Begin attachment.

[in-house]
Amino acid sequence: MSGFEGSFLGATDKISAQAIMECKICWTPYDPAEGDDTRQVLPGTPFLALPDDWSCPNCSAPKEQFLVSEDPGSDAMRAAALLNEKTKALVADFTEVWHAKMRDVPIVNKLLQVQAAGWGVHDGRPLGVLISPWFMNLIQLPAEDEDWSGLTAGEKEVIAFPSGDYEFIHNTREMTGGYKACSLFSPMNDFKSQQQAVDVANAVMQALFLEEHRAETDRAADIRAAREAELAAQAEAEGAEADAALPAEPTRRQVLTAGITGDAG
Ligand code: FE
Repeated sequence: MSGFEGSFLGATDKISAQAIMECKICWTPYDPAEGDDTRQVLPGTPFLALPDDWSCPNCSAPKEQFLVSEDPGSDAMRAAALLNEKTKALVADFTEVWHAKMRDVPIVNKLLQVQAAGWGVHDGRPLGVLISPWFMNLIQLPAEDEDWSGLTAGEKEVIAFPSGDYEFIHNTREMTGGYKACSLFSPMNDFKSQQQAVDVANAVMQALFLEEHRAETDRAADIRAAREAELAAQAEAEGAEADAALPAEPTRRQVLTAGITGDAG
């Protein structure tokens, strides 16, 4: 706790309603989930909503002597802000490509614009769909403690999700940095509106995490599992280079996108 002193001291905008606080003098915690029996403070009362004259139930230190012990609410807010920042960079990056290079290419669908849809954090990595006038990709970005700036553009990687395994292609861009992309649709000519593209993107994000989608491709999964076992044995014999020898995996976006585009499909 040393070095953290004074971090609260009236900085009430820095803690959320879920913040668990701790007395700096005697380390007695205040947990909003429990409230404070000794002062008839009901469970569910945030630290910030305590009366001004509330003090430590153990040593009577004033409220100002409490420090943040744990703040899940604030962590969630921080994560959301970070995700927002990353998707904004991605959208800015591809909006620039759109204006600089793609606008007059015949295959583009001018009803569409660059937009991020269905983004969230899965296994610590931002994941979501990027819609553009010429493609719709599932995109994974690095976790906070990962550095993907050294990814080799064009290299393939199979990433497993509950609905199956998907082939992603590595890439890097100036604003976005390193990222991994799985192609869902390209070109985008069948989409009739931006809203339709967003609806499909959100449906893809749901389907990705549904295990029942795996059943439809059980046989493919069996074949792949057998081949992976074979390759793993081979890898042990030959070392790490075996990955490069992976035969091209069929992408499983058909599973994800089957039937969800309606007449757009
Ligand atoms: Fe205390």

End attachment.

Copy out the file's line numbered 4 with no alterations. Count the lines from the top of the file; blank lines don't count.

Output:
Repeated sequence: MSGFEGSFLGATDKISAQAIMECKICWTPYDPAEGDDTRQVLPGTPFLALPDDWSCPNCSAPKEQFLVSEDPGSDAMRAAALLNEKTKALVADFTEVWHAKMRDVPIVNKLLQVQAAGWGVHDGRPLGVLISPWFMNLIQLPAEDEDWSGLTAGEKEVIAFPSGDYEFIHNTREMTGGYKACSLFSPMNDFKSQQQAVDVANAVMQALFLEEHRAETDRAADIRAAREAELAAQAEAEGAEADAALPAEPTRRQVLTAGITGDAG